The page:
Mumbai: Indian federal bond yields fell to fresh 4-year low on Friday as traders speculated that the Reserve Bank of India (RBI) would cut interest rates soon to prop up flagging growth, with inflation dropping to its lowest in 9-months.
Hopes of lower rates have also been bolstered by a huge US rate cut this week and a sharp drop in global oil prices to 4-year lows of around US $36 per barrel.
At 10:42am, the benchmark 10-year bond yield was at 5.44%, off an early trough of 5.40%, its lowest since June 2004. It ended at 5.50% on Thursday.
The yield was on track to post its 10th drop in as many days. At the day’s low the yield has fallen 81 basis points (bps) this week and 167 bps in December.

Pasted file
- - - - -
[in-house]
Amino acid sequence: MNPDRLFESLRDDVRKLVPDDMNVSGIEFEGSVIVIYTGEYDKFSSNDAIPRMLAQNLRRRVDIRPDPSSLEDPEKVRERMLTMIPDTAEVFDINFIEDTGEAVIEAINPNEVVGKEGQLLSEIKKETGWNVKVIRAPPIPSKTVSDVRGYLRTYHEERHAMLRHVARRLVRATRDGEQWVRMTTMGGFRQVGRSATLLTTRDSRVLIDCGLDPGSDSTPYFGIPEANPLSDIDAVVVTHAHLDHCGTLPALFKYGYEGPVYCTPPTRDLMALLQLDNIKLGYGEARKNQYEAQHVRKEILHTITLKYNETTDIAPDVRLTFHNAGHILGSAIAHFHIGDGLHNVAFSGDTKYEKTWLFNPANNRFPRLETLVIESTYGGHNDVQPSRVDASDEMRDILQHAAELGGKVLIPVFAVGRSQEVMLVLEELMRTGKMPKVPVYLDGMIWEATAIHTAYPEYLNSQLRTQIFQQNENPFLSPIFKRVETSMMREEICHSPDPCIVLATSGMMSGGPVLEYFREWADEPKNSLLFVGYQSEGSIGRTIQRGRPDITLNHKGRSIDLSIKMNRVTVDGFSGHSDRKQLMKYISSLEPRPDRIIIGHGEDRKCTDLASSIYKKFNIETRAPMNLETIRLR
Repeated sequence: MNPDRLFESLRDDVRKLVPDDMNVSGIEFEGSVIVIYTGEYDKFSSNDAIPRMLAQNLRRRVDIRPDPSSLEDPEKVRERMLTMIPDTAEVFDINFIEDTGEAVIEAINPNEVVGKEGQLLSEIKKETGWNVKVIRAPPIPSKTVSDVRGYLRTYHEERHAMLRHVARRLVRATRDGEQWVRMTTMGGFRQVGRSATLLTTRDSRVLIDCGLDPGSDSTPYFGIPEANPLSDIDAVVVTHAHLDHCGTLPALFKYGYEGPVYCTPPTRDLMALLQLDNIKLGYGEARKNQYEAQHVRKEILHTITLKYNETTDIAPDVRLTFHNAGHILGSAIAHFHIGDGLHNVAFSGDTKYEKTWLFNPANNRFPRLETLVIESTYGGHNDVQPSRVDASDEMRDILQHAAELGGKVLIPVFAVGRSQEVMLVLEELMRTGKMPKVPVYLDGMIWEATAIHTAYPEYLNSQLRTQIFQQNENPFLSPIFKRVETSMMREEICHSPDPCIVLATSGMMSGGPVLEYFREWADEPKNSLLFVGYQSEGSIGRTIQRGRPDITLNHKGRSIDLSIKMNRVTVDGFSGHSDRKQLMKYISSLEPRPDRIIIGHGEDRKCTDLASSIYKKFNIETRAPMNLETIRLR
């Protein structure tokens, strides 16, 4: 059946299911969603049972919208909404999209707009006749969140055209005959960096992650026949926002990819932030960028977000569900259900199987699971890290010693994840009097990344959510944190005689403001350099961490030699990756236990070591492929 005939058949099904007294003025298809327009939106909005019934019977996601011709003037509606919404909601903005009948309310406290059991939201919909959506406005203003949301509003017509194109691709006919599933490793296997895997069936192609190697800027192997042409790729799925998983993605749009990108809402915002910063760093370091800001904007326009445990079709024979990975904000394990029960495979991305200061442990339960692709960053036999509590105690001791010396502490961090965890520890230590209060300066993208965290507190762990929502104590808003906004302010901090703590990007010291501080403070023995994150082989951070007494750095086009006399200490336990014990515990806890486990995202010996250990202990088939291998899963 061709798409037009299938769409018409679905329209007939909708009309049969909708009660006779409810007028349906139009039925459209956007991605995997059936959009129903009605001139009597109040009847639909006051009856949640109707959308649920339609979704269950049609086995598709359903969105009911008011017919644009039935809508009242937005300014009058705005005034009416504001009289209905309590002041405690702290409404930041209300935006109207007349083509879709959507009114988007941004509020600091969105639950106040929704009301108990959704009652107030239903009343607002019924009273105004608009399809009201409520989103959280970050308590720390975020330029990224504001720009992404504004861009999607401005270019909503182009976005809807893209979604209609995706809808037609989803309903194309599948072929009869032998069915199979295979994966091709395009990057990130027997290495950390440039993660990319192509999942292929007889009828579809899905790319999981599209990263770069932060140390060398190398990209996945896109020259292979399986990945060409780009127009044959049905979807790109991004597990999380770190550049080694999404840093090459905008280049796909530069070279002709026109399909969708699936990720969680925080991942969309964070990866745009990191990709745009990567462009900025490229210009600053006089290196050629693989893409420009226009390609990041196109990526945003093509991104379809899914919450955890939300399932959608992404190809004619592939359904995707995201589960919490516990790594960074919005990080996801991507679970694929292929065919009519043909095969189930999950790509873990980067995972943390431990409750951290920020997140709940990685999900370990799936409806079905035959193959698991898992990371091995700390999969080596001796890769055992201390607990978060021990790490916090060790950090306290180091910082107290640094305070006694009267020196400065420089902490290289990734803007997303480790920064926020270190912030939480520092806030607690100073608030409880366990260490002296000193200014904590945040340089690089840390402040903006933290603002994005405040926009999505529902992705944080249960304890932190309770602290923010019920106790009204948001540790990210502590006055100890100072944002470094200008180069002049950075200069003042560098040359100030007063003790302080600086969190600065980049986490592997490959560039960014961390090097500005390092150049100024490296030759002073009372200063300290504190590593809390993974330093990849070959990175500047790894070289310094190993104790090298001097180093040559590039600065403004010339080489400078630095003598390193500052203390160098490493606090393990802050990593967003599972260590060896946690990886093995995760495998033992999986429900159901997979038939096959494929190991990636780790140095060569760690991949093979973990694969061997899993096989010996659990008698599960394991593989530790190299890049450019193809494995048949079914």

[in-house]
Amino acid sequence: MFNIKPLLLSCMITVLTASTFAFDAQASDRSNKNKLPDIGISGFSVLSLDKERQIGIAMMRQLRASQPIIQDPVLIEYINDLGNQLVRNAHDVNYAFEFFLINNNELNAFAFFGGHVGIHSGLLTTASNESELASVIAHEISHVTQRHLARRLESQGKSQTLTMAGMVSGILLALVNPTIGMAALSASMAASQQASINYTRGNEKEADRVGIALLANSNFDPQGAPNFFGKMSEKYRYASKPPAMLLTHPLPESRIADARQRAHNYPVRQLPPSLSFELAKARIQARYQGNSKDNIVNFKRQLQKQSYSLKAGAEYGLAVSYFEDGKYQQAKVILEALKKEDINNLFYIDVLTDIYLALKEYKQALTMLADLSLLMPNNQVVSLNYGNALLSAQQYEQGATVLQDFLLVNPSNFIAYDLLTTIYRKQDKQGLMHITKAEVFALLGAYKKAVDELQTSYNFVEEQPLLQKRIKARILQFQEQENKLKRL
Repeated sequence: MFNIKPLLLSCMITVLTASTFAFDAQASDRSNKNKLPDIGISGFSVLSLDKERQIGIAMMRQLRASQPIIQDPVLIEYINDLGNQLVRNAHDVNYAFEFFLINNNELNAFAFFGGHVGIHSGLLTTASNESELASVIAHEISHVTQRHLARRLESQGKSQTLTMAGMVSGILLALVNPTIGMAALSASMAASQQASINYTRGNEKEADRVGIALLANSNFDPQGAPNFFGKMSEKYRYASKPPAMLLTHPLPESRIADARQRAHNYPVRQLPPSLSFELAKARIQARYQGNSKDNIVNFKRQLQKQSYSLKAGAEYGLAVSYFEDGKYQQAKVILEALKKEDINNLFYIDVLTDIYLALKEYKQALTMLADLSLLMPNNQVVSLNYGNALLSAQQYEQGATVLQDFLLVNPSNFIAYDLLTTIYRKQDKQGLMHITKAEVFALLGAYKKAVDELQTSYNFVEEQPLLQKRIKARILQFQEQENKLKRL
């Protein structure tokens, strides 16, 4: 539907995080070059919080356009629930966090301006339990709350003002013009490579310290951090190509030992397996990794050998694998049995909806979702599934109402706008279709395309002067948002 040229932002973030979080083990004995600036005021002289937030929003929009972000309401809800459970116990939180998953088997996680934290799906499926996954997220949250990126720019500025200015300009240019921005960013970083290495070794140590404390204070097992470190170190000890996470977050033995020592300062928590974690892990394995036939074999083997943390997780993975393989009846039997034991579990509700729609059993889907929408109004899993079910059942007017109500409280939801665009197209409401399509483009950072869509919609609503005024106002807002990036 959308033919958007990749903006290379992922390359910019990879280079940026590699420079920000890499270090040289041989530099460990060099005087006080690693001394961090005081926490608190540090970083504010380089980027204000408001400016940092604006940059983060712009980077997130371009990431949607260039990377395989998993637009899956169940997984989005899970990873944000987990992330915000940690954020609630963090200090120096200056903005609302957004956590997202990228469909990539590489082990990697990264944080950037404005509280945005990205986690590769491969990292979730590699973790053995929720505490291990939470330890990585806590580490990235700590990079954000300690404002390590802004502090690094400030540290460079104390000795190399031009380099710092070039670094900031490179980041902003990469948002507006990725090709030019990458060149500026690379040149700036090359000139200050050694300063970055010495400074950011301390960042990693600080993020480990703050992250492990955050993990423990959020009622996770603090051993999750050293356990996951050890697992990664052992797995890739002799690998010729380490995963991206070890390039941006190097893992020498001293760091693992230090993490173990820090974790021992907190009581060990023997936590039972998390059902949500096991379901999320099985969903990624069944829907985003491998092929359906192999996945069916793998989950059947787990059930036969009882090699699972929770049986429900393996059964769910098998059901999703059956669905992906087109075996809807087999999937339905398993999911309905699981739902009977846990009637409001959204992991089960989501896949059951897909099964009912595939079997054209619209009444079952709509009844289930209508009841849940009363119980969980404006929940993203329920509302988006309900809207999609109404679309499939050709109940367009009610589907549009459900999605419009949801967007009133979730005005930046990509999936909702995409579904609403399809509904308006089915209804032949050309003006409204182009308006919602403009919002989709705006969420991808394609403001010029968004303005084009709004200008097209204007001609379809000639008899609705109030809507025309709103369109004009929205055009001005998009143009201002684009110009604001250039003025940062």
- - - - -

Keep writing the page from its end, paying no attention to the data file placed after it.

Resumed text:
Volume was normal at Rs4,080 crores, with the 10-year bond being the most heavily traded.
“Bonds are rallying mainly due to rate cut expectations from the RBI and falling crude prices,” said a trader at a state-run bank.
Estimated inflows of up to Rs16,000 crores from a special deposit scheme that matures in the first week of January also underpinned the market, he said.
Dealers are betting that RBI will cut interest rates before a review in January as Thursday’s data showed annual inflation slowed to 6.84% in early December, below the RBI’s target of 7% for the 2008-09 fiscal year.
RBI governor Duvvuri Subbarao said next year would be a more challenging year and it would continue to do everything possible to lessen the domestic effects of the global financial crisis.
Sonal Varma, an economist at Nomura Research, expects inflation to fall below 2.5% by end-March 2009 and she expects the RBI to cut rates aggressively to aid growth.
“We are pencilling in a 250 bps cut in banks’ cash reserve requirements to 3%, a 150 bps cut in the repo rate to 5.0% and a 100 bps cut in the reverse repo rate to 4%, all by mid-2009,” she also said.